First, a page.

Tulip Flower Heads being taken off by squirrels (?)



Any suggestions for stopping squirrels (?) from cutting off the flower heads of my tulips and leaving them beside the bulbs.



Thank you for contacting the Toronto Master Gardeners.

We have had a number of homeowners writing in with similar problem. The following information is from a few of our earlier posts:

You are not alone with this concern, and Toronto Master Gardeners has written a very informative Guide titled: Growing Tulips.Therein, under the section on “Diseases and Pests”,  you will find several preventative measures which you may choose to deploy alone, or in conjunction with one another.

You may find the following biological controls useful:

1. Planting other bulbs, such as daffodils, allium or fritillarias, or all, to your plot— if this fits in with your garden vision. Daffodil bulbs, and leaves, contain poisonous crystals which only certain insects can eat with impunity, and squirrels avoid. Allium (the Latin word for garlic) has a smell that resembles onions, again, a deterrent, and ‘frits’ contain poisonous alkaloids that produce a pungent, skunk-like odor that repels squirrels — and deer, while you’re at it !

2. And remember to clean up all remnants of discarded bulb skins after planting, as their presence, and smell, will prompt squirrels to dig for buried treasure;

3. Sprinkle blood meal around the plantings: blood meal contains high levels of nitrogen and ammonia. Again, the smell will drive squirrels away;

In addition to these biological controls, there’s always the cheap-and-cheerful option to spread chicken wire over your planted bed, and let the bulbs grow up through the wire, no need to remove.”

“We often field questions regarding rodents eating tulip bulbs or blooms and I am sorry to report that there is not one simple solution, there is no commercially available repellent that has been proved to be effective for chipmunks.  Our literature suggests that squirrel repellents may also work for chipmunks, that is not a great help as not all animals behave in the same way so the best answer we can offer is to try a variety of methods until you find one that works for the tulip gourmands in your garden.

Taste: Commercial products containing thiram pr Bitrex,  applied to plants alter the taste, and after a few tastes your chipmunk will be put off any further chewing.  These products are not to be eaten by humans, and you will have to re apply after every rainfall or watering.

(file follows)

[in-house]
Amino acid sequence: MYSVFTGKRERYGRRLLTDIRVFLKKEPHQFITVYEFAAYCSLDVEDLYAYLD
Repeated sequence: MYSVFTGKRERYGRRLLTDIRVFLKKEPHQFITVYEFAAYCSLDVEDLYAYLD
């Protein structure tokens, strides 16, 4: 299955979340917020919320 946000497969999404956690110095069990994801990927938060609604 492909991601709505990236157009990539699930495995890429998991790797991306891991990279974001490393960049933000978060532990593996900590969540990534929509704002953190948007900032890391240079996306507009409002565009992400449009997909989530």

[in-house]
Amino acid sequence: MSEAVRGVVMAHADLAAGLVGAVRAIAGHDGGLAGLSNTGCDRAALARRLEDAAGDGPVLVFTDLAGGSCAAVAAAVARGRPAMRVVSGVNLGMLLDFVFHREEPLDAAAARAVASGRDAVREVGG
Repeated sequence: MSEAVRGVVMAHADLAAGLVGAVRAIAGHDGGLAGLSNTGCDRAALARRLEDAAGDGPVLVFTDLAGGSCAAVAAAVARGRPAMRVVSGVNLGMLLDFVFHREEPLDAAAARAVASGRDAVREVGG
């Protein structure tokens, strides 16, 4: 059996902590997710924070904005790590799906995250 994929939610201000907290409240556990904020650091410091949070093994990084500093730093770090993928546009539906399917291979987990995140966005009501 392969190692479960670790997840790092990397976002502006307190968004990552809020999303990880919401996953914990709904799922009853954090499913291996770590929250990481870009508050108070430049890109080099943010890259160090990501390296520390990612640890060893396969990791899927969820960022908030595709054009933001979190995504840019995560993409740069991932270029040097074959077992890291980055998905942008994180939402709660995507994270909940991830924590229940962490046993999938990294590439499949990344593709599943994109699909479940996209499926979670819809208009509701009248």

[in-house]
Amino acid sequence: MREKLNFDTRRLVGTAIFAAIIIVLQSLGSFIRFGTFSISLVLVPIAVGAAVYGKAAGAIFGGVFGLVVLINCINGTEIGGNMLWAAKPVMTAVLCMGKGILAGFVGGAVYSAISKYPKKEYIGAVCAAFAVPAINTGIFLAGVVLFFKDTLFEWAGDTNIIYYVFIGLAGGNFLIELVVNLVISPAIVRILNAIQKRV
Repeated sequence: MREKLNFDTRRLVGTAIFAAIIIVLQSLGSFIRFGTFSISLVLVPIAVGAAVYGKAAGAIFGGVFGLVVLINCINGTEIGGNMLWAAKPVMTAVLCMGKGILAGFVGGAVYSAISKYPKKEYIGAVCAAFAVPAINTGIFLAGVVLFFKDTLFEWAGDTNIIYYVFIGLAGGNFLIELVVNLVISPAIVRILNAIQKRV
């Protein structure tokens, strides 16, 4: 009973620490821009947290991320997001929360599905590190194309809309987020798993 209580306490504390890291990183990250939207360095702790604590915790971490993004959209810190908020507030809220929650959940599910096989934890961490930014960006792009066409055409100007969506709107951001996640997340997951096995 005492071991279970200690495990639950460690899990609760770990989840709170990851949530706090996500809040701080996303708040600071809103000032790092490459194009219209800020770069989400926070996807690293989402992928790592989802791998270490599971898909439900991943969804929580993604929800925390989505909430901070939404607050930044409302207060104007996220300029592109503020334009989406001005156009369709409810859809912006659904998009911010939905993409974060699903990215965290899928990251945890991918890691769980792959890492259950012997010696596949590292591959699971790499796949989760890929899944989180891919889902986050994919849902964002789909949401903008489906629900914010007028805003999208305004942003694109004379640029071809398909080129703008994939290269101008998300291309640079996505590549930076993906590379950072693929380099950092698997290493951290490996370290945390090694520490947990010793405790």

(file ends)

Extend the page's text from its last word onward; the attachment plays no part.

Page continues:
Smell:  Methyl nonyl ketone crystals & Mothballs placed around your plants are repellents of many animals including cats, dogs and rabbits, so may also work for chipmunks.

Predator scent:  There are products that mimic the smell of coyote urine.  The theory is that this will scare your squirrels away – warning though – the smell is strong and awful – this will also scare away any human visitors from garden for at least 48 hours.

Hair:  Collect human, dog or cat hair from neighbors and salons – put them in nylon “baggies” and place them around your plants.

Other bulbs:  Consider planting a variety of other bulbs with your tulips, Rodents don’t like daffodils, allium and fritillarias.  Not only will they leave these bulbs alone, but they will be put off by the offering in your garden and move on to more sweetly smelling pastures.  In fact, some people plant garlic in the fall with their tulip bulbs to deter squirrels from digging them up.  This year I am planting chives with all my tomatoes to ward off my tomato eating chipmunk.

Plastic toys:  I heard on a CBC radio show several years ago that putting a plastic owl, and plastic snakes around the garden will scare off rodents and they will see these as predators.  I tried the owl with little success – it worked only for a couple of days until the squirrels and chipmunks realized that it was a fake!  And the same I am sure is true for the plastic snakes.  BUT if you bring these items out only for the short time it takes for your tulips to bloom – well it might just work.

Good luck – and keep up the good fight!

Below is a link from Penn State with more information about chipmunk control: